Holiday Pitfalls by Oliver Wolf

In this section, I am going to go over the two most common holiday pitfalls and how to avoid falling victim to them…

1. Pressured to Eat
Problem: You’re at a party hosted by your close friends and they have repeatedly asked you to try the pie they labored over. You don’t want to hurt their feelings and you feel obligated to eat the pie. This is a very dangerous situation to be in.

Resolution: In this instance, there are a few things to do. The best thing to do is to kindly decline the pie (and if you are really close with the friends, you can even explain to them why you don’t want to eat it.) I know this can sometimes be hard, but you need to worry about yourself first. And, in most cases, your friends won’t be offended once they learn of your reasoning. The second thing you could do is – try the pie. It’s good to remember that it is not always bad just to taste something. Usually after three slow and enjoyable bits the pie will lose its WOW factor. Another option is give a heartfelt complement to your friends and say, “The whole meal was delicious. I don’t want to ruin it by overeating.” Remember, it’s okay to have those classic holiday foods that you love around the holidays as long as they are eaten in moderation. The key is only to eat the foods you really LOVE and to keep up with healthy eating and exercise the rest of the season.

2. New Year’s “Reset Button” Effect
Problem: Another common pitfall is using the New Year as a ‘start-over’ point. Many people will promise to start their diet as soon as next year begins. By putting off the diet, it is more likely that you will pig out on the foods you love and think of it only as a “goodbye to the foods that you will no longer be eating.” The unfortunate thing is, on average, most New Year’s resolutions of that nature die within the first month.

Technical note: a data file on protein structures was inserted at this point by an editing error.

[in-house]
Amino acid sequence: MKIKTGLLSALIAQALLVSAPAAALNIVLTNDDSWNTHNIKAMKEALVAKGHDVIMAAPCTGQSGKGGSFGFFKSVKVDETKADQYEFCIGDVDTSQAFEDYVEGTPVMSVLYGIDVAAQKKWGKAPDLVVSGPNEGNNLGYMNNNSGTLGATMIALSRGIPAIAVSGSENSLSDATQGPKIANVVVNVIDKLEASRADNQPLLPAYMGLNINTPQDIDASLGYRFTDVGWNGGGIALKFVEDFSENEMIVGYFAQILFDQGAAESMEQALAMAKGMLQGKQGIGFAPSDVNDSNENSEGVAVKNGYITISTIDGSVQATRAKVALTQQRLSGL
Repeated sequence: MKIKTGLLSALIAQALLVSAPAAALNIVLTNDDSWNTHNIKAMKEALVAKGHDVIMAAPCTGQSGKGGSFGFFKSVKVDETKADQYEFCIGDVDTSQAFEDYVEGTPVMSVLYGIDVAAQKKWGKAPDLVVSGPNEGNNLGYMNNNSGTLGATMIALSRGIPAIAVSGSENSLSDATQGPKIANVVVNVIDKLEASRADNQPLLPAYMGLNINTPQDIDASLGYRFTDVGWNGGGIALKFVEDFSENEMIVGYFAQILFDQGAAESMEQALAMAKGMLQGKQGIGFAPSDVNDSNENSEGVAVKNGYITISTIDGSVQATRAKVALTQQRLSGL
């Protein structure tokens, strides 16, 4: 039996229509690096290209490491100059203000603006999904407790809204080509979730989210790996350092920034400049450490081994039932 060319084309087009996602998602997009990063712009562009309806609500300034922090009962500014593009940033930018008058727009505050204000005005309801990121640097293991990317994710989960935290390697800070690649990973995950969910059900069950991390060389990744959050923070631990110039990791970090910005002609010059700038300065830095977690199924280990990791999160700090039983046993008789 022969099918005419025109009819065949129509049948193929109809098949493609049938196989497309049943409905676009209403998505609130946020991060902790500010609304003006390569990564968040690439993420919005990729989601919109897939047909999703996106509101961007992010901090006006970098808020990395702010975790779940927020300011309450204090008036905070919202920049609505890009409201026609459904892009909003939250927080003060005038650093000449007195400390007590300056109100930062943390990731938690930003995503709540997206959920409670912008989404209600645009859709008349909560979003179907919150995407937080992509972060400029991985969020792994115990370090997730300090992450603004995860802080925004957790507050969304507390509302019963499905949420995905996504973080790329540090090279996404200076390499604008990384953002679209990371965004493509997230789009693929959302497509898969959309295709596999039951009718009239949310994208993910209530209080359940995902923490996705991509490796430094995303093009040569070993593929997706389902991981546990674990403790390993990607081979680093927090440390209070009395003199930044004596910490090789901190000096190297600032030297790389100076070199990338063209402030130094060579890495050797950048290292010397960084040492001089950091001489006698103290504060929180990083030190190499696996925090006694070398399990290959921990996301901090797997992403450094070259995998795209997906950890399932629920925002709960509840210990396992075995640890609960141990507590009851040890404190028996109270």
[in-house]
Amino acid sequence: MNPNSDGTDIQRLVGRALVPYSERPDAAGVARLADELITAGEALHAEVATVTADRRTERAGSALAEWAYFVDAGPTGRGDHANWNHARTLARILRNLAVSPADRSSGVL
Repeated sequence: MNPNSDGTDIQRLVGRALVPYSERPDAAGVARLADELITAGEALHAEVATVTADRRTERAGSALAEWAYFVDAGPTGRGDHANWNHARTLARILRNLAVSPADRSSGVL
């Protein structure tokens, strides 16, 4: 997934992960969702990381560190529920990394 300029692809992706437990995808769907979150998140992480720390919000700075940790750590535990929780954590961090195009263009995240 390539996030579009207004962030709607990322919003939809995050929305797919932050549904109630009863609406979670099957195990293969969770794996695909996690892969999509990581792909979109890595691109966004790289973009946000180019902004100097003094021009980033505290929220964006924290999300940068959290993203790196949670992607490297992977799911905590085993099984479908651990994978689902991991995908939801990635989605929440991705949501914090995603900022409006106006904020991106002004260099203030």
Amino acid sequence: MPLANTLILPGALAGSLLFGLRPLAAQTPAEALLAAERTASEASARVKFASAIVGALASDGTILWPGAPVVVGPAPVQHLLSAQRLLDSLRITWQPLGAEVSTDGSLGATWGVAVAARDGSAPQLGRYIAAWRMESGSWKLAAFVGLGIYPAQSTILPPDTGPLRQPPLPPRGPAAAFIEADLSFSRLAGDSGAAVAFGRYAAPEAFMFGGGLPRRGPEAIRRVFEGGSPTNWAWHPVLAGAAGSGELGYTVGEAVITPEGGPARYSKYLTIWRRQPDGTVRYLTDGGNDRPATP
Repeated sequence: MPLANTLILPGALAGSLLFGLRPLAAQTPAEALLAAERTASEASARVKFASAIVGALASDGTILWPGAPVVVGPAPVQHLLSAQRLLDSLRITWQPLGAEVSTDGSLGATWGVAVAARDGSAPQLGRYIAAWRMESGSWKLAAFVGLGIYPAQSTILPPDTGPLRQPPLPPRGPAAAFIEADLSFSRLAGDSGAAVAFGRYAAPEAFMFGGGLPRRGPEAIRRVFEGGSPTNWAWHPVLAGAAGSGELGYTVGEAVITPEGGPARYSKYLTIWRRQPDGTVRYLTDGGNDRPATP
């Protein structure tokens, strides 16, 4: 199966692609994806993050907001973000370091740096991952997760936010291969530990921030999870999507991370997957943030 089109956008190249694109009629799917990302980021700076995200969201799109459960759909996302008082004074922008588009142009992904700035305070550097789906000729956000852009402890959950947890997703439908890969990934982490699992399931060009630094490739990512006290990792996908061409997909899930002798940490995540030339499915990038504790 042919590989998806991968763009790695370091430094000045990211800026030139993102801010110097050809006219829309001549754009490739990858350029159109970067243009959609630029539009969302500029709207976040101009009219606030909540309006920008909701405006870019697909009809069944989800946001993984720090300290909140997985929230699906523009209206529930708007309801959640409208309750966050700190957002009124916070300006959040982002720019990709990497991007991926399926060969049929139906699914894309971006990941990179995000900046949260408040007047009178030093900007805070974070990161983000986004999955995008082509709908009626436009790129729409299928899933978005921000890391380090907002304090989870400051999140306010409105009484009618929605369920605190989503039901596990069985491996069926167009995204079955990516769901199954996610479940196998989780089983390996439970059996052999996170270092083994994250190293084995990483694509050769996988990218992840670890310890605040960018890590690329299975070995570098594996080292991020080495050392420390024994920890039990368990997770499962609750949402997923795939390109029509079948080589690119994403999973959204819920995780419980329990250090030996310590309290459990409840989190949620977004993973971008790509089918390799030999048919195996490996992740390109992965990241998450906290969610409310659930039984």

Solution: The best thing to do here is to think realistically and be honest with yourself. Are you really going to use the New Year as a way to change your lifestyle, or are you only using it as an excuse to feel better about indulging during the holidays? The thing about these resolutions is, you may start out feeling great about it and doing everything that you’re supposed to, but eventually, that “newly wed” feeling will disappear. Your new routine will begin to feel more difficult. You will feel that there isn’t enough time to get to the gym. You will be frustrated that your new eating habits aren’t paying off as fast as you thought they would. All these common feelings are the reasons that 92% of people who make New Year’s resolutions fail by the end of the year. From my perspective, it is best to accept the fact that your resolution will more than likely fail, and just not make one. The best thing to do here is to enjoy the holidays and the food that comes with it but try to take the spotlight off of the food a little bit. Put your energy into shopping for presents and spending time with your loved ones rather than baking cookies or cakes. This will allow you to have a happier and healthier holiday season.